While each project is unique, there is an approach that we use that helps to define, not just what needs to be done – but also why, how and when. We typically start off with a statement of purpose, which defines what we want to achieve throughout the process. Our statement of purpose isn’t just about the end results; it focuses on what we want to accomplish as we move through the process.

We clearly – and candidly (but always respectfully) – identify the current situation and review what works, what is no longer useful or effective, and what needs to be changed. This includes undertaking a SWOT analysis – strengths, weaknesses, opportunities and threats. As a part of this, we do a PEST analysis, listing out the political, economic, social and technological factors that could affect our work – negatively or positively. We also do a deep dive into each stakeholder group so that we can understand their true needs. We find out who they are – not just within the context of the initiative, but overall. What are they interested in – what do they want to hear from us and why? What don’t they want to hear from us and what does that tell us? Where do they get their information? (Online? In person? Via group communication or in a more individual manner?) What is their communication style? And – especially when the subject matter is sensitive – we (as communications people) also have to think about how the leadership of the organization wants to communicate and how we can bring different elements or philosophies together so that everyone feels respected, valued and understood.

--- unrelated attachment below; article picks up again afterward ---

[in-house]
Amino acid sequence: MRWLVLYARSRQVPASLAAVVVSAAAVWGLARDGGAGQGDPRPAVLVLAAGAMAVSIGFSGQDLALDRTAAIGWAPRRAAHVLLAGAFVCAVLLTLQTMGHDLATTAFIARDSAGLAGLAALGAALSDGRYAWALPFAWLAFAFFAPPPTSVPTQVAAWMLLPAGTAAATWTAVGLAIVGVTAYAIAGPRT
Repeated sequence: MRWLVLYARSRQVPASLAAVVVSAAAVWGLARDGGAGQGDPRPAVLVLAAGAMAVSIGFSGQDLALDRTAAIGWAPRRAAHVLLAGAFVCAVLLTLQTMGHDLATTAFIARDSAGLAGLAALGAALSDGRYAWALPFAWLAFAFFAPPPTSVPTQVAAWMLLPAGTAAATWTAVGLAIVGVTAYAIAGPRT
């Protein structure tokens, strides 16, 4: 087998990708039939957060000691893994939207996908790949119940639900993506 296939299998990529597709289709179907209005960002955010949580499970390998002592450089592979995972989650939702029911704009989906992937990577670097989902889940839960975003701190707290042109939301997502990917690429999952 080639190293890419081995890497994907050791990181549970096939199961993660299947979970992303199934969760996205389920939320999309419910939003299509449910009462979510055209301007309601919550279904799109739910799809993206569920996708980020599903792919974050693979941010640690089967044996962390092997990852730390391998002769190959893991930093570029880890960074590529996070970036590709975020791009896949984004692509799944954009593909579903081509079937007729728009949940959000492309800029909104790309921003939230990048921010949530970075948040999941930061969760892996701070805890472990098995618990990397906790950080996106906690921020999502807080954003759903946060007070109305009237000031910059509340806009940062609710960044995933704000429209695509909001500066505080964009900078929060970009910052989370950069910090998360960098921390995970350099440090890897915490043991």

Once we have all of this information, then we are able to develop a strategic communications framework that provides a road map to move forward. This supports the overall strategy and the tactical day-to-day activities.

Developing a structure takes effort, but it provides huge benefit throughout the project.

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dreamstime_xs_54635780The AHA team has earned a strong reputation for strategic communications surrounding sensitive subject matter. Quite often, this means working with a client during an issue or crisis – but not always. Many organizations deal with sensitive subject matter on a daily basis and taking a “typical” issue or crisis communication approach isn’t necessarily the right way to go when this is the case. The widespread use of social media and a 24/7 news cycle has made this more complex – and often complicated. Understanding this is only the start of being effective and in ensuring that stakeholder groups (including advocacy groups, critics, media, the public, sometimes government, and others) feel that they are being kept informed in an authentic and transparent manner.